“It’s the most balanced that he’s played,” Maurice says. “Tyler, at times over the past few years, again with injuries, we’ve run him against the other team’s best and he’s taken on a real defence-first mindset. And then there have been games where he’d get up in the plays and being really dynamic with that and make plays at the offensive line, one-on-one against a forechecker.

“What he’s doing right now is a real nice balance between the two. He’s been strong in his own end and real simple in terms of the quickness and the decisions he’s made. But [at six-foot-eight] he has that ability to pull the puck off the wall to the middle of the ice without moving his feet, so he has this great range up top, so that can be a challenge when you’re defending him.”

On the left side, Toby Enstrom’s next shot on net might be his first, but his safety allows Byfuglien to roam; Ben Chiarot plays with more than enough bite that a recovering Dmitry Kulikov needn’t be rushed back; and Calgary-born Josh Morrissey is the best young defender no one talks about.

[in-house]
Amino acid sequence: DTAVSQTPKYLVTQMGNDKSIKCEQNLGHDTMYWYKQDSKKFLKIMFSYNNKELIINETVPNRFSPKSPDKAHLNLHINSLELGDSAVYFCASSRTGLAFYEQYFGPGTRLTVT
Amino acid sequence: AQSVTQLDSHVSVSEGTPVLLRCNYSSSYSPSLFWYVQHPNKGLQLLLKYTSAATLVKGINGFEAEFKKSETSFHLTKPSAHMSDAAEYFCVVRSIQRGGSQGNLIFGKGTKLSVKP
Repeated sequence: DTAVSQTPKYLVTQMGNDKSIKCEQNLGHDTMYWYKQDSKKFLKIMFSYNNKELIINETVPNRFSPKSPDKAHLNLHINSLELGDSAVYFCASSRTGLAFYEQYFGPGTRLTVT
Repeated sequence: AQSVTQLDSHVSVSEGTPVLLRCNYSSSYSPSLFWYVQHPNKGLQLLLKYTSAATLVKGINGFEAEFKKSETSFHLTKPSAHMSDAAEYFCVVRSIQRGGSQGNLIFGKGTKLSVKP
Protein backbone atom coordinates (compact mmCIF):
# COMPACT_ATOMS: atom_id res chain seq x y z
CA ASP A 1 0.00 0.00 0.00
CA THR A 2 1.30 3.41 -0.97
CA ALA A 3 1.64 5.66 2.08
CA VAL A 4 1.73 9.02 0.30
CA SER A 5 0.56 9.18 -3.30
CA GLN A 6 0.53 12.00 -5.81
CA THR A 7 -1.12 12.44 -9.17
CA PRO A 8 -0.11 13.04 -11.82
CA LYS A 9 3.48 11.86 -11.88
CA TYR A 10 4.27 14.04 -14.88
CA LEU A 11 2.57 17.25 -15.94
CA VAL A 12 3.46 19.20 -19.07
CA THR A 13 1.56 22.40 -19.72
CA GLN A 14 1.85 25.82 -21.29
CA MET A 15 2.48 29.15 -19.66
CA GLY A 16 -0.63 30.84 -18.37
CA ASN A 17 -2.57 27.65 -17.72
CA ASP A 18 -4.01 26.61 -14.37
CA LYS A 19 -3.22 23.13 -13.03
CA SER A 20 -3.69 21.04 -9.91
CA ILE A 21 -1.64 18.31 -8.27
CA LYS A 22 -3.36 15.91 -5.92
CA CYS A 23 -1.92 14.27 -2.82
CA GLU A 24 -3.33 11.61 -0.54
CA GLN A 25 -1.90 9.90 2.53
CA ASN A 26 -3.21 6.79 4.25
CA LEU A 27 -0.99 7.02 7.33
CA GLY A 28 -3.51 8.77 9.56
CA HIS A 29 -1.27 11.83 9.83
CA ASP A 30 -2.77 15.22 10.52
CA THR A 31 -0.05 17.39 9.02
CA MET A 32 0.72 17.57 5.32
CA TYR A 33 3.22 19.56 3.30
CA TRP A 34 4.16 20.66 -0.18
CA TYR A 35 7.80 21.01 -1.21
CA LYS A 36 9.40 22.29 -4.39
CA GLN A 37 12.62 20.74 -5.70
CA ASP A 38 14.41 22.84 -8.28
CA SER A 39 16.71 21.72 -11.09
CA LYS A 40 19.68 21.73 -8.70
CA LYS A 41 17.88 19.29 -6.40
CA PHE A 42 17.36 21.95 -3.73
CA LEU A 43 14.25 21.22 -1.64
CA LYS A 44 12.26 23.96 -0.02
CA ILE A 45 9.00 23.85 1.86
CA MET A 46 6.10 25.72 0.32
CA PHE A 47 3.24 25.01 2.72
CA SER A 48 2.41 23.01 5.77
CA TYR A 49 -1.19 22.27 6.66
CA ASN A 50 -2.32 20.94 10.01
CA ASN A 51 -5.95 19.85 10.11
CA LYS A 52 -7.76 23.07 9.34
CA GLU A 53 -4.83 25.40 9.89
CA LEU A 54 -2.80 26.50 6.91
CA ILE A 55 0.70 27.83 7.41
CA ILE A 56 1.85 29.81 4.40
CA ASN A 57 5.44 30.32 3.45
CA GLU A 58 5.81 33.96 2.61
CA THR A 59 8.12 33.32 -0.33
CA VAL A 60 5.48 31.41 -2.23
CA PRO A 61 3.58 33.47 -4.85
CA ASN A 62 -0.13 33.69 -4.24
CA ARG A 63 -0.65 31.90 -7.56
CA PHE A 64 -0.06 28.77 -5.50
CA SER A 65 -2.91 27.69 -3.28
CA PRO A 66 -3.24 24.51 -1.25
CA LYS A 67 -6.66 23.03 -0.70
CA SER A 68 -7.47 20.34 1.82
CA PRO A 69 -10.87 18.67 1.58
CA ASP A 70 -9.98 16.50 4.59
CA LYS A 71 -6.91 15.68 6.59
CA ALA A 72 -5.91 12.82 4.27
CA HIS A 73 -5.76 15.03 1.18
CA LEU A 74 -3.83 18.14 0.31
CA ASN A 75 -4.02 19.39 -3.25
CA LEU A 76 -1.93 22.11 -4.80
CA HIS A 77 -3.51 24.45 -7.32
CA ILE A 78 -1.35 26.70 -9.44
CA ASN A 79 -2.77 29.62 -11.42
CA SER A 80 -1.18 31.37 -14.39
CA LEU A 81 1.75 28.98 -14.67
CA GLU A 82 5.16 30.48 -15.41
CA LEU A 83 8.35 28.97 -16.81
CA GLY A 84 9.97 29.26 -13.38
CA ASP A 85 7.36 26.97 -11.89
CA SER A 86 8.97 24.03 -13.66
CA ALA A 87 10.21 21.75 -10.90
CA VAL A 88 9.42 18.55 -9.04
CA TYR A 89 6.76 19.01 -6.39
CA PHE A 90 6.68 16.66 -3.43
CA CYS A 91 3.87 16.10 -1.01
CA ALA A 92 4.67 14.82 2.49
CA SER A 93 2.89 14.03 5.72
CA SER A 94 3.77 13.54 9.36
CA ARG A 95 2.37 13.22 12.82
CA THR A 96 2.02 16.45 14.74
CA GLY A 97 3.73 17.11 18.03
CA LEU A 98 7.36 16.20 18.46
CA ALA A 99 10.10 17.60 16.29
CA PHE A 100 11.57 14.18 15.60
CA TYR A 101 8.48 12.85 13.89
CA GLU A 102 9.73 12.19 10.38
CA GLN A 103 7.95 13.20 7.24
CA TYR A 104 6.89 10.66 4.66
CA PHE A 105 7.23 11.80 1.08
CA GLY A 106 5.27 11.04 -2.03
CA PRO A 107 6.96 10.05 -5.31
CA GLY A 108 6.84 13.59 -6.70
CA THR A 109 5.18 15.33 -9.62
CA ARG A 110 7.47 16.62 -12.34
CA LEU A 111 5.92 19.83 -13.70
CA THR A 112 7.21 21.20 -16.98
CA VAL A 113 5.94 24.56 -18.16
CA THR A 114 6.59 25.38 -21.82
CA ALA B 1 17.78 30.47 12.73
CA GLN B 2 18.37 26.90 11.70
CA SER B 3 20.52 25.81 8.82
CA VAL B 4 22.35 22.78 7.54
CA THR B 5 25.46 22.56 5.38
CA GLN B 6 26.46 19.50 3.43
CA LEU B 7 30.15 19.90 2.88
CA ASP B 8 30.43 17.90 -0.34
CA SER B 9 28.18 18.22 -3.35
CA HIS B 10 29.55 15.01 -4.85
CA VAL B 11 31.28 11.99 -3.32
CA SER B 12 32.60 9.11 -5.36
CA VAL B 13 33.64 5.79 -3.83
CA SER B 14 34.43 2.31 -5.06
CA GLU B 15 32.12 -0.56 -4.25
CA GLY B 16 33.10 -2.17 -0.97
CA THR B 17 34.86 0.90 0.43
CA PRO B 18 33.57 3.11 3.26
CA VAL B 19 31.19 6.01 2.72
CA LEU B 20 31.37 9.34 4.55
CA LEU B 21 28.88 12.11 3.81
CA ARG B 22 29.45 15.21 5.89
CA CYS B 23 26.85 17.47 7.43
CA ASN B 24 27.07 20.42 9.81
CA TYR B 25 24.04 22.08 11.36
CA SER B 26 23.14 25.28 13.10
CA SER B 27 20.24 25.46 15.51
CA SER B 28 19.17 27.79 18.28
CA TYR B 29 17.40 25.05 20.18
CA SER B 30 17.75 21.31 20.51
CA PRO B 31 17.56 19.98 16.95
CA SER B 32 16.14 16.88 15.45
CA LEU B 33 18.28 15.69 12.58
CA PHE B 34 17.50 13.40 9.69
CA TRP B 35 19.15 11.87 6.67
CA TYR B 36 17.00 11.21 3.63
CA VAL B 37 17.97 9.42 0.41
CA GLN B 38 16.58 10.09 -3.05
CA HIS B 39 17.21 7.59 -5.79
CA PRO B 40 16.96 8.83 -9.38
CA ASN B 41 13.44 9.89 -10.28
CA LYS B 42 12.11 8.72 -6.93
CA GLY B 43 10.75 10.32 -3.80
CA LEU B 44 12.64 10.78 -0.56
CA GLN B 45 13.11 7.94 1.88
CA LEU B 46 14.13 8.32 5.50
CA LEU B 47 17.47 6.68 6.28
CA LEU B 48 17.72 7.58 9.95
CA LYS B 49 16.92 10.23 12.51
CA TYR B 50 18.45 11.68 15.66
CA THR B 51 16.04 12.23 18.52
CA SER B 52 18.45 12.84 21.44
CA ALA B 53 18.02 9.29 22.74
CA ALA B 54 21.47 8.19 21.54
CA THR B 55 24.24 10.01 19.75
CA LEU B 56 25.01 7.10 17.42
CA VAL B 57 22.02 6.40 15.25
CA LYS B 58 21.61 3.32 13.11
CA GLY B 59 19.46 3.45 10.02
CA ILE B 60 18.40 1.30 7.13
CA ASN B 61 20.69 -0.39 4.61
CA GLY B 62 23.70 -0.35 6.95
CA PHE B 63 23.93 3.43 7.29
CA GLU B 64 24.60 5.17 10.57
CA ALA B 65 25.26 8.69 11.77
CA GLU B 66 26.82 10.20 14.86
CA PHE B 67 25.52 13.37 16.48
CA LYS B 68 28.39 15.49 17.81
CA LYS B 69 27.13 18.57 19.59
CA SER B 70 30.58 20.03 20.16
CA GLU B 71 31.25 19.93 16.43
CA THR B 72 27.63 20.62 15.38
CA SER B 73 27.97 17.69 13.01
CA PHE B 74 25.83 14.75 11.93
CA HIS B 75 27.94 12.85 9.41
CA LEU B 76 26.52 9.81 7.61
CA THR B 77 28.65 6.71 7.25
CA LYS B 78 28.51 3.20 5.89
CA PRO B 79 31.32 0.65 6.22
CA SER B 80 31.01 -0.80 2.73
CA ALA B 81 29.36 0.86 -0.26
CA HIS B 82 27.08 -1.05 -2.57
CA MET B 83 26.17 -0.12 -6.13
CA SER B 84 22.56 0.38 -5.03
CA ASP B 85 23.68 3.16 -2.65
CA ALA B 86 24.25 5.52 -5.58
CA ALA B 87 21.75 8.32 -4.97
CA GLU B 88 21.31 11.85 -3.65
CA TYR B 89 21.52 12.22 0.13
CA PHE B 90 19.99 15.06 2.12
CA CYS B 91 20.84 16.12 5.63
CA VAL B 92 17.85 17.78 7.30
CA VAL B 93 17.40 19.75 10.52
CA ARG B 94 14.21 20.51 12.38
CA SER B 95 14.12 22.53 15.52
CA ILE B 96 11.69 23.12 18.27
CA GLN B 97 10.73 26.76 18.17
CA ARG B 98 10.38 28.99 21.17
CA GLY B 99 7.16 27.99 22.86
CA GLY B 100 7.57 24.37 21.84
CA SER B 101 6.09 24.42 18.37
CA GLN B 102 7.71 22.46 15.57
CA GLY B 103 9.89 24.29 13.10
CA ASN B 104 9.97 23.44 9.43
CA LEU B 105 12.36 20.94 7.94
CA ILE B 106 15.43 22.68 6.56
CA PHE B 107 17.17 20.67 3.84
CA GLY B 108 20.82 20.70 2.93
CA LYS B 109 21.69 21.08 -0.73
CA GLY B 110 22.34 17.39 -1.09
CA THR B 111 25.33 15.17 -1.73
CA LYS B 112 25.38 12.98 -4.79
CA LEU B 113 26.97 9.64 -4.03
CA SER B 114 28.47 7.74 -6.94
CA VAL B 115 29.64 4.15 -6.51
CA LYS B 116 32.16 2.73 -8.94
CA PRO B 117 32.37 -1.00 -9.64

More of a pure playmaker in junior, the 23-year-old Morrissey is throwing his body in front of pucks, improving his box-outs (“It’s just a fight with will and whoever wants to work harder,” he says), closing gaps, and making all the tiny passes that only the nerdiest of us hockey nerds get giddy over.

“He’s a guy that as soon as he came into the group he’s really bought into trying to do all the little things as much as he can and do exactly what the coaches want him to do,” Myers says. “I see a ton of upside for Josh going into the future.”